gms | German Medical Science

64th Annual Meeting of the German Society of Neurosurgery (DGNC)

German Society of Neurosurgery (DGNC)

26 - 29 May 2013, Düsseldorf

Percutaneous implanted paddle lead for SCS – Technique and 3-year follow-up

Meeting Abstract

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  • Stefan Schu - Neurochirurgische Klinik, Universitätsklinikum Düsseldorf
  • Gregor Bara - Neurochirurgische Klinik, Universitätsklinikum Düsseldorf
  • Jan Vesper - Neurochirurgische Klinik, Universitätsklinikum Düsseldorf

Deutsche Gesellschaft für Neurochirurgie. 64. Jahrestagung der Deutschen Gesellschaft für Neurochirurgie (DGNC). Düsseldorf, 26.-29.05.2013. Düsseldorf: German Medical Science GMS Publishing House; 2013. DocP 053

doi: 10.3205/13dgnc470, urn:nbn:de:0183-13dgnc4705

Published: May 21, 2013

© 2013 Schu et al.
This is an Open Access article distributed under the terms of the Creative Commons Attribution License ( You are free: to Share – to copy, distribute and transmit the work, provided the original author and source are credited.



Objective: Spinal cord stimulation (SCS) is an established method for treatment of chronic pain. Cylindrical type leads are implanted percutaneously. Paddle type leads require a much more invasive surgery, necessitating laminotomy or laminectomy for lead placement. Paddle type leads offer several advantages over cylindrical type leads, including less lead migration and better paraesthesia coverage. The presented technique combines advantages of both approaches. Demonstrate that the percutaneous introduction of slimline paddle leads is safe and effective. Demonstrate that paddle type leads offer several advantages over cylindrical type leads, including less lead migration and better paraesthesia coverage. Demonstrate that revisions and/or explantations of slimline paddle leads is easy to do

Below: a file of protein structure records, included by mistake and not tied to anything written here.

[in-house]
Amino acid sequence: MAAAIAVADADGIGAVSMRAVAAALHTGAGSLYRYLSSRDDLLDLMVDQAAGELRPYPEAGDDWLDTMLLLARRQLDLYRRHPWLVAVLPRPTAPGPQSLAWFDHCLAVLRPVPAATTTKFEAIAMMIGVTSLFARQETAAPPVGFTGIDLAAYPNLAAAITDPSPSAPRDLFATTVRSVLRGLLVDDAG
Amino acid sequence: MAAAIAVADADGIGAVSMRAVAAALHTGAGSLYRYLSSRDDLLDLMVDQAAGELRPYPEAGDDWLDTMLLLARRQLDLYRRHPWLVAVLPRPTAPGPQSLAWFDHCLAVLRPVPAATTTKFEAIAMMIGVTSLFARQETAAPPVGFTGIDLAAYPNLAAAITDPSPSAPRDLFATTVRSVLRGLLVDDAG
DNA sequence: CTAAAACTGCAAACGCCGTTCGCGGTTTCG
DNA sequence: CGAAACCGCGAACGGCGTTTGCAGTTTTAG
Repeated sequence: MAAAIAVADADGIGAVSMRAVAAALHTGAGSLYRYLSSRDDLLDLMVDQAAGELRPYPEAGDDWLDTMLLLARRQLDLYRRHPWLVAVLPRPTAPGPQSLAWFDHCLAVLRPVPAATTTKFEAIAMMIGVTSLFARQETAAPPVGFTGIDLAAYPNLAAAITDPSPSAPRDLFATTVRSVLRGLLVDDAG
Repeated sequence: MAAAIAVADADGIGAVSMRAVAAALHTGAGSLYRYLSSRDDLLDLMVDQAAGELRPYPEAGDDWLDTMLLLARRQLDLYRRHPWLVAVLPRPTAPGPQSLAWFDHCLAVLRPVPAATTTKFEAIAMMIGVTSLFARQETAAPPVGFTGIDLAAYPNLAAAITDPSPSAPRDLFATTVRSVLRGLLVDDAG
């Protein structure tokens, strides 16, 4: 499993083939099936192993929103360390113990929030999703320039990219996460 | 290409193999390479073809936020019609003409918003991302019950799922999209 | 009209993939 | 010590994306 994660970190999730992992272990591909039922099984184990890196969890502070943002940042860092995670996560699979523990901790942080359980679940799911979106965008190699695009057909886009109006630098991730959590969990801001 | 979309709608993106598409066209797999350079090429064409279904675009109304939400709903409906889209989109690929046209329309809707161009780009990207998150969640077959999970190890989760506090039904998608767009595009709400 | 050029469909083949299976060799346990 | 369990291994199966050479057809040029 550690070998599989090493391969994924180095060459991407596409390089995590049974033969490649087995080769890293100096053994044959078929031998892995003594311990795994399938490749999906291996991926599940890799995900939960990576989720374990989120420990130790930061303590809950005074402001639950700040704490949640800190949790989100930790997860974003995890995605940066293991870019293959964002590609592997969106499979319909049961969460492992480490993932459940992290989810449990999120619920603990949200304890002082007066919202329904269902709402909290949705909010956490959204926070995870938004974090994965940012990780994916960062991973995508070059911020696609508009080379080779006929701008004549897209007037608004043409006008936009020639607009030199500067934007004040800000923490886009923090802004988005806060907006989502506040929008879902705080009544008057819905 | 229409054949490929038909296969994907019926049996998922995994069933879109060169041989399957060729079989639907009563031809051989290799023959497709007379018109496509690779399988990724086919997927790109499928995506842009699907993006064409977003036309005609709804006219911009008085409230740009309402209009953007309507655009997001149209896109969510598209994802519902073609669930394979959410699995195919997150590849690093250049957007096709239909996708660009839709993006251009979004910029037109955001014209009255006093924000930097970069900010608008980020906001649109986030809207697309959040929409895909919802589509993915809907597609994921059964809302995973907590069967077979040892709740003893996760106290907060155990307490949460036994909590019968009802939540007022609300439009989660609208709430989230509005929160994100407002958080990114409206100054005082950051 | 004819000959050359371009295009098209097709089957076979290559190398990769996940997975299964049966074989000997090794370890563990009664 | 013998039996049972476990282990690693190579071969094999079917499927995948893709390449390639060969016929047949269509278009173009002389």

Method: Data was collected prospectively from November 2009–November 2012 all patients suffered from a neuropathic pain syndrome and failed conservative treatment. 214 patients were implanted with a single S-8 slim line paddle lead using the EpiducerTM lead delivery system for percutaneous implantation. All lead implantations have been done under local anesthesia and underwent at least seven days of trial stimulation. After a successful trial, (minimum pain reduction of 50%) followed the implantation of the implantable pulse generator (Eon mini™, St. Jude Medical) Median follow-up was 18 months. (range 3–36 months) Average follow-up 22.1 months

Results: 149 (70%) out of 214 implanted patients suffered from a complex pain pattern syndrome with a mixture of nociceptive back pain und neuropathic leg pain. The VAS score reduction was 73% 29 patients (13.5%) had a complete lost of pain relief after 18 month. Complications occurred with lead breakage 5.63%, infektion 2.34%, dislocation 1.87%.

Conclusions: Our data shows this minimally invasive percutaneous approach to be effective and safe. Placement was done under local anesthesia, which allows intraoperative testing of the paraesthesia coverage for optimal clinical outcome. The lead migration rate was 1.87%. (4 cases) Lead revisions and/or necessary explanations can be performed percutaneously and without complications. Slimline paddle leads produce successful clinical outcomes, including 73% VAS score reduction and average paraesthesia coverage of 87.2%. More than 75% of the patients have stable results in the therapy after 36 month.